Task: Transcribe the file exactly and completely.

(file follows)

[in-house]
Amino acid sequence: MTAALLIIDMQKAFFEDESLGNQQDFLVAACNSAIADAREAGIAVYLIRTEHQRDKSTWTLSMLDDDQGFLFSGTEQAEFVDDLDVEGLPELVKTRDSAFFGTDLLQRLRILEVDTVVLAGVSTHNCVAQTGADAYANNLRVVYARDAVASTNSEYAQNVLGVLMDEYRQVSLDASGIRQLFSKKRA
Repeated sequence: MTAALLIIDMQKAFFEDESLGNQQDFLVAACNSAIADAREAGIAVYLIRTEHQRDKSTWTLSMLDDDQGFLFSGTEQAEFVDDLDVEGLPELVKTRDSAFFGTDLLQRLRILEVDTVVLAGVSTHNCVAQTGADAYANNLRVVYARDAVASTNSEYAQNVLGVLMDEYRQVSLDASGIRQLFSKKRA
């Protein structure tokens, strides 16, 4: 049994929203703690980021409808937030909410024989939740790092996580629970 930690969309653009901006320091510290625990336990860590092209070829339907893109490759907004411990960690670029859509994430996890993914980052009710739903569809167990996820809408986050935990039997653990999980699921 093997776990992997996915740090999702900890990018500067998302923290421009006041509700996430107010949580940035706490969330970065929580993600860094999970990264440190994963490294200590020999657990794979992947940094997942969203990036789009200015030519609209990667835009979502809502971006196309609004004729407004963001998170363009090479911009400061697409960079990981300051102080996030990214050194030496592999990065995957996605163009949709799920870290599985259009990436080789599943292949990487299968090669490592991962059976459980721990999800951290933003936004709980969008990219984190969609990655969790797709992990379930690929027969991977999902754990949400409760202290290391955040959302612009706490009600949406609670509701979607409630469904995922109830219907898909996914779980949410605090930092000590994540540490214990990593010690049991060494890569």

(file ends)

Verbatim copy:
[in-house]
Amino acid sequence: MTAALLIIDMQKAFFEDESLGNQQDFLVAACNSAIADAREAGIAVYLIRTEHQRDKSTWTLSMLDDDQGFLFSGTEQAEFVDDLDVEGLPELVKTRDSAFFGTDLLQRLRILEVDTVVLAGVSTHNCVAQTGADAYANNLRVVYARDAVASTNSEYAQNVLGVLMDEYRQVSLDASGIRQLFSKKRA
Repeated sequence: MTAALLIIDMQKAFFEDESLGNQQDFLVAACNSAIADAREAGIAVYLIRTEHQRDKSTWTLSMLDDDQGFLFSGTEQAEFVDDLDVEGLPELVKTRDSAFFGTDLLQRLRILEVDTVVLAGVSTHNCVAQTGADAYANNLRVVYARDAVASTNSEYAQNVLGVLMDEYRQVSLDASGIRQLFSKKRA
């Protein structure tokens, strides 16, 4: 049994929203703690980021409808937030909410024989939740790092996580629970 930690969309653009901006320091510290625990336990860590092209070829339907893109490759907004411990960690670029859509994430996890993914980052009710739903569809167990996820809408986050935990039997653990999980699921 093997776990992997996915740090999702900890990018500067998302923290421009006041509700996430107010949580940035706490969330970065929580993600860094999970990264440190994963490294200590020999657990794979992947940094997942969203990036789009200015030519609209990667835009979502809502971006196309609004004729407004963001998170363009090479911009400061697409960079990981300051102080996030990214050194030496592999990065995957996605163009949709799920870290599985259009990436080789599943292949990487299968090669490592991962059976459980721990999800951290933003936004709980969008990219984190969609990655969790797709992990379930690929027969991977999902754990949400409760202290290391955040959302612009706490009600949406609670509701979607409630469904995922109830219907898909996914779980949410605090930092000590994540540490214990990593010690049991060494890569």